There’s a lot of wildlife to watch out for. The heaths are home to woodlarks, nightjars and Dartford warblers – as well as dragonflies and damselflies in summer. The River Frome passes nearby, a great place to spot herons, kingfishers, and reed warblers. Otters and water voles also call the river home, but spotting them is rare.
7. Blandford Forest
Parking: Depends on which woods you choose to visit
Don’t Miss: Ringmoor Turnworth Down, where you can see the remains of an Iron Age farmstead. The south-facing chalk Down here is coated with colourful wildflowers in spring and summer.
Blandford Forest is a collective name for several pockets of woodland around Winterbourne Strickland, near Blandford Forum.
Try Ringmoor Turnworth Down for a short woodland walk, or enjoy the incredible views of the north Dorset countryside from Okeford Hill. Or head to Norton Wood for a longer woodland walk. This one is a bit of a hidden gem – only really visited by locals. It’s also another fabulous place to see bluebells in spring.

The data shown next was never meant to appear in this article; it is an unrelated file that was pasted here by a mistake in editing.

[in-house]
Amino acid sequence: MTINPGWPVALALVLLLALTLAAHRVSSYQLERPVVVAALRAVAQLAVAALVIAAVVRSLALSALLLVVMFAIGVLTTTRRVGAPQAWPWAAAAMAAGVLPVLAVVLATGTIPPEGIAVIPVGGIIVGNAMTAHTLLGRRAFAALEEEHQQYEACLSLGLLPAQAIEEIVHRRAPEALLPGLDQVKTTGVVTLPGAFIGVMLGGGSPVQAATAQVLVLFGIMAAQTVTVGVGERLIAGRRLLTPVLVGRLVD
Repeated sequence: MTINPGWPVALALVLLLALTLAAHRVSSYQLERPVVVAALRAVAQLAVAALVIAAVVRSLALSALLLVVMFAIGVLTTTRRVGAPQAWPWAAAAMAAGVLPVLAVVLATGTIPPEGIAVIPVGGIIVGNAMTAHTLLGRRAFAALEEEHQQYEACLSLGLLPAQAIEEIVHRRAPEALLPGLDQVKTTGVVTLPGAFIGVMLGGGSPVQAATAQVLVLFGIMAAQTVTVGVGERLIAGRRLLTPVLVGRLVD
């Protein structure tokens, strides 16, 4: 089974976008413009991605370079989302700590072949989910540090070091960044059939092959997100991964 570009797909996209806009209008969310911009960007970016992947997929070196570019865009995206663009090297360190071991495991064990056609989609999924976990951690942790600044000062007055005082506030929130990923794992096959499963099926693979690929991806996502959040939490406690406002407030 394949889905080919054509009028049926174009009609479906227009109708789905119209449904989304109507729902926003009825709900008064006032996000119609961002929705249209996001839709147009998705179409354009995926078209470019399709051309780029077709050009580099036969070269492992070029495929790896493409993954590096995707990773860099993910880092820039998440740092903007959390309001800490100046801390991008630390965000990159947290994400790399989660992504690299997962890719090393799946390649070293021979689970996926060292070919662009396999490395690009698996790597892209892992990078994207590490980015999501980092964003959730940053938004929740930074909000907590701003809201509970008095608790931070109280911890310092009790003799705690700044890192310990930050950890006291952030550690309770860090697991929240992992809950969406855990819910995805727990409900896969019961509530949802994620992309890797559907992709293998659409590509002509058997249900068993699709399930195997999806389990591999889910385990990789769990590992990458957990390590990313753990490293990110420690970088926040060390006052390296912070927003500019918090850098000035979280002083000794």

Mountain bikers should head to the Okeford Hill Bike Park for off-road bike trails with epic views.
Woods in Dorset
1. Thorncombe Wood, nr Dorchester
Parking: Paid car park (from £1 for 2 hours)
Facilities: National Trust property with a cafe, toilets, and gift shop.
Don’t Miss: Hardy’s Cottage, the picturesque birth home of local author Thomas Hardy.
Adjoining Puddletown Forest (see above), Thornecombe Woods is a lovely local nature reserve with strong ties to the famous Dorset writer, Thomas Hardy.